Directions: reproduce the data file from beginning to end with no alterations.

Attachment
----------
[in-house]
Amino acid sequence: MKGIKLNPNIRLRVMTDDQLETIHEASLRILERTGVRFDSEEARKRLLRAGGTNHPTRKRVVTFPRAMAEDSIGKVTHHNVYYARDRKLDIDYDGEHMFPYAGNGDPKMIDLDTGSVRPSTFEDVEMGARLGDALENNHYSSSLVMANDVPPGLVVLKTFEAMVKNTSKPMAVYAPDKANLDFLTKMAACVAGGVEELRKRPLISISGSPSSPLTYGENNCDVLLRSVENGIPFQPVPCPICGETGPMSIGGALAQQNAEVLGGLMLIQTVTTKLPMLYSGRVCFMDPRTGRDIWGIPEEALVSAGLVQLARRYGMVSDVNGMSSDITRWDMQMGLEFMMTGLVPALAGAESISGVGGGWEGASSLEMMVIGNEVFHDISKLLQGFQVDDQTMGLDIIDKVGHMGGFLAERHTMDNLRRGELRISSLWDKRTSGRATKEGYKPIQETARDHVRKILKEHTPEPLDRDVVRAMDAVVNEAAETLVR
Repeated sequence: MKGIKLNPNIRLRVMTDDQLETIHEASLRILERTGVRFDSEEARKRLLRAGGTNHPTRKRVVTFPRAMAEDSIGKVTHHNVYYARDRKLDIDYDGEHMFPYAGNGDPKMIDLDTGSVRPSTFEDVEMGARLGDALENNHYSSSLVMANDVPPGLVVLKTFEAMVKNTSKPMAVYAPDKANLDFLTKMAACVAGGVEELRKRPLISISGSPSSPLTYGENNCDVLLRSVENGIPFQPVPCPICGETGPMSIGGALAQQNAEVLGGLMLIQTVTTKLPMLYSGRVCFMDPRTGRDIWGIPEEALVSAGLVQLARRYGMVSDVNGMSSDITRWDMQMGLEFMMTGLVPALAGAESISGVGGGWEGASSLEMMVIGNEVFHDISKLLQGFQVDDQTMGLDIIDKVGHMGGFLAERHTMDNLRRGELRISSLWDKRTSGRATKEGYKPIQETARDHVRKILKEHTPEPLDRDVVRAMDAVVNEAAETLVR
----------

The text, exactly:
[in-house]
Amino acid sequence: MKGIKLNPNIRLRVMTDDQLETIHEASLRILERTGVRFDSEEARKRLLRAGGTNHPTRKRVVTFPRAMAEDSIGKVTHHNVYYARDRKLDIDYDGEHMFPYAGNGDPKMIDLDTGSVRPSTFEDVEMGARLGDALENNHYSSSLVMANDVPPGLVVLKTFEAMVKNTSKPMAVYAPDKANLDFLTKMAACVAGGVEELRKRPLISISGSPSSPLTYGENNCDVLLRSVENGIPFQPVPCPICGETGPMSIGGALAQQNAEVLGGLMLIQTVTTKLPMLYSGRVCFMDPRTGRDIWGIPEEALVSAGLVQLARRYGMVSDVNGMSSDITRWDMQMGLEFMMTGLVPALAGAESISGVGGGWEGASSLEMMVIGNEVFHDISKLLQGFQVDDQTMGLDIIDKVGHMGGFLAERHTMDNLRRGELRISSLWDKRTSGRATKEGYKPIQETARDHVRKILKEHTPEPLDRDVVRAMDAVVNEAAETLVR
Repeated sequence: MKGIKLNPNIRLRVMTDDQLETIHEASLRILERTGVRFDSEEARKRLLRAGGTNHPTRKRVVTFPRAMAEDSIGKVTHHNVYYARDRKLDIDYDGEHMFPYAGNGDPKMIDLDTGSVRPSTFEDVEMGARLGDALENNHYSSSLVMANDVPPGLVVLKTFEAMVKNTSKPMAVYAPDKANLDFLTKMAACVAGGVEELRKRPLISISGSPSSPLTYGENNCDVLLRSVENGIPFQPVPCPICGETGPMSIGGALAQQNAEVLGGLMLIQTVTTKLPMLYSGRVCFMDPRTGRDIWGIPEEALVSAGLVQLARRYGMVSDVNGMSSDITRWDMQMGLEFMMTGLVPALAGAESISGVGGGWEGASSLEMMVIGNEVFHDISKLLQGFQVDDQTMGLDIIDKVGHMGGFLAERHTMDNLRRGELRISSLWDKRTSGRATKEGYKPIQETARDHVRKILKEHTPEPLDRDVVRAMDAVVNEAAETLVR